Bombay High Court refuses theatre owners' plea for urgent hearing on attacks by political parties
The Bombay High Court today refused to grant an urgent hearing to the Multiplexes Owners Association, which had approached it over the recent attacks...
The Bombay High Court today refused to grant an urgent hearing to the Multiplexes Owners Association, which had approached it over the recent attacks on multiplexes by the members of a political party.
A bench of justices Ranjit More and Anuja Prabhudessai also refused to issue any directions on the issue today and said the aggrieved parties were free to approach the police in case of any incident of violence against them.
The association moved the court today, seeking that the bench issue directions clarifying that its comments on the need to regulate the prices of food and beverages sold in multiplexes were mere observations and not final directions.
It submitted that some local political parties, particularly the Maharashtra Navnirman Sena (MNS), had "misconstrued" the court's observations, made last week, as final orders, and gone about vandalising some multiplexes and assaulting their staff.
The bench, however, said there was no question of a clarification on an order that it was yet to pass.
"When we are yet to pass orders, where does the question of issuing directions or clarifications come from? Those who are aggrieved can print a copy of our last order from the high court's website and show it to whomever they need to," the bench said.
"If there is any attack or violence, such multiplexes are free to approach the police and seek appropriate remedy," it added.
On June 27, the bench had asked the Maharashtra government why could it not regulate the prices of food items being sold at exorbitant rates in multiplexes.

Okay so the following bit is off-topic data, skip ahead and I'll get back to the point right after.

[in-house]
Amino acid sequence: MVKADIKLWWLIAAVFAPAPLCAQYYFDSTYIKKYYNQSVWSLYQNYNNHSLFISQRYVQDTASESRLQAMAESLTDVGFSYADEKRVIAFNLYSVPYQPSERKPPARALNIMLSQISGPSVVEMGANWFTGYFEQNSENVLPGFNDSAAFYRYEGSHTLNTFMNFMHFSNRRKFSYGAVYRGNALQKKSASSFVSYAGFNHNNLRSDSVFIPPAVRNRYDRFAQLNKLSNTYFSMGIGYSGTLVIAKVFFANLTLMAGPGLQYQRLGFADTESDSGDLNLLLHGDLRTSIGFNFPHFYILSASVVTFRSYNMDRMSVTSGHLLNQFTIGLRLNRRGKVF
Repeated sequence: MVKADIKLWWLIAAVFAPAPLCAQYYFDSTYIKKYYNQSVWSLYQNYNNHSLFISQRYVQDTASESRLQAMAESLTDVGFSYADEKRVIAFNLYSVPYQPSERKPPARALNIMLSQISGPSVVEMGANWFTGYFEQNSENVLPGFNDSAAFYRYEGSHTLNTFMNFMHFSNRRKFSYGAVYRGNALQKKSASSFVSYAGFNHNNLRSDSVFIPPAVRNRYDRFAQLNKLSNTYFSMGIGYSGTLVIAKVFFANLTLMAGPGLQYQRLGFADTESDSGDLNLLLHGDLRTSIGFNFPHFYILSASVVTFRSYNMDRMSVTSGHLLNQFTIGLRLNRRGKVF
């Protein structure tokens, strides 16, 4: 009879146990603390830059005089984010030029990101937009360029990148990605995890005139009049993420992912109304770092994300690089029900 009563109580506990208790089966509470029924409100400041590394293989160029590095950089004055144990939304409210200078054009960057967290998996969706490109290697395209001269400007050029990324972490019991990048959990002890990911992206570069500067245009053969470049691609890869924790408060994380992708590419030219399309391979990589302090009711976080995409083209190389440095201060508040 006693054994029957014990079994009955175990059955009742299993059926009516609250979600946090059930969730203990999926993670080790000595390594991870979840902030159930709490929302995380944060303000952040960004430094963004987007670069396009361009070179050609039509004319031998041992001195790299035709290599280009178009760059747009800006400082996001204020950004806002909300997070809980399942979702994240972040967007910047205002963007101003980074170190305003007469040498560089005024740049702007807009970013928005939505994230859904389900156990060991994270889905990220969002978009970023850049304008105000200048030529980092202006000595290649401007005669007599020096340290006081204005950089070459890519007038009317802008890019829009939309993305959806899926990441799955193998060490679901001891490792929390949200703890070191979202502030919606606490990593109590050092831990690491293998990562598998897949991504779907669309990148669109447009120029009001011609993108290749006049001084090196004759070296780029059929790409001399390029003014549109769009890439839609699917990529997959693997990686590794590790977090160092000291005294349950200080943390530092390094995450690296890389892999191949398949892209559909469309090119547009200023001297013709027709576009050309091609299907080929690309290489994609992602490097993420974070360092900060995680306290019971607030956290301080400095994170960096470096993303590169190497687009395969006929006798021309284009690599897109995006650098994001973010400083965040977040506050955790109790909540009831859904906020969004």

It was hearing a public interest litigation (PIL) petition filed through advocate Aditya Pratap, challenging the prohibition on carrying outside food items into the film theatres and multiplexes in the state.
"The prices of food and beverages sold in multiplexes are exorbitant. Sometimes, some food articles there are more expensive than even the movie tickets," the bench had said.
"We understand if the state cannot permit the public to carry food from home. But then, why can't it step in and regulate the prices of food sold inside the cinema theatres," it had added.
The court had also directed the state to file an affidavit within four weeks, clarifying its stand on introducing such regulations.
Today, the association sought that in light of the attacks by the MNS workers, an urgent hearing be scheduled for tomorrow.
The bench refused to grant the above request and said the plea would be heard later this month, as per the initial schedule.
On June 30, the Pune police had arrested some MNS workers on charges of assaulting the manager and staff of a multiplex.
Those arrested were identified through a video circulating on the social media, in which they were seen assaulting the multiplex staff and asking them to reduce the prices of food and beverages sold by them.